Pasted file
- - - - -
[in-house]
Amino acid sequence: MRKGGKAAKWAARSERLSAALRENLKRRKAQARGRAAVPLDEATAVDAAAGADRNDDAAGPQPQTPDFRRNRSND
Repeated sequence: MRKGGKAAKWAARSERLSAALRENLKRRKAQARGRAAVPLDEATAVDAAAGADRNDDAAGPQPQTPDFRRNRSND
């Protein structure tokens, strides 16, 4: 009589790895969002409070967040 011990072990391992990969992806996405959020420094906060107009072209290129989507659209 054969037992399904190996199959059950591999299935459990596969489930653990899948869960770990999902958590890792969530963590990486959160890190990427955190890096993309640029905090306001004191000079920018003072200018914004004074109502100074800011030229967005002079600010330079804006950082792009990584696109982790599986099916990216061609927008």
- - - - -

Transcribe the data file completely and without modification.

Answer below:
[in-house]
Amino acid sequence: MRKGGKAAKWAARSERLSAALRENLKRRKAQARGRAAVPLDEATAVDAAAGADRNDDAAGPQPQTPDFRRNRSND
Repeated sequence: MRKGGKAAKWAARSERLSAALRENLKRRKAQARGRAAVPLDEATAVDAAAGADRNDDAAGPQPQTPDFRRNRSND
């Protein structure tokens, strides 16, 4: 009589790895969002409070967040 011990072990391992990969992806996405959020420094906060107009072209290129989507659209 054969037992399904190996199959059950591999299935459990596969489930653990899948869960770990999902958590890792969530963590990486959160890190990427955190890096993309640029905090306001004191000079920018003072200018914004004074109502100074800011030229967005002079600010330079804006950082792009990584696109982790599986099916990216061609927008």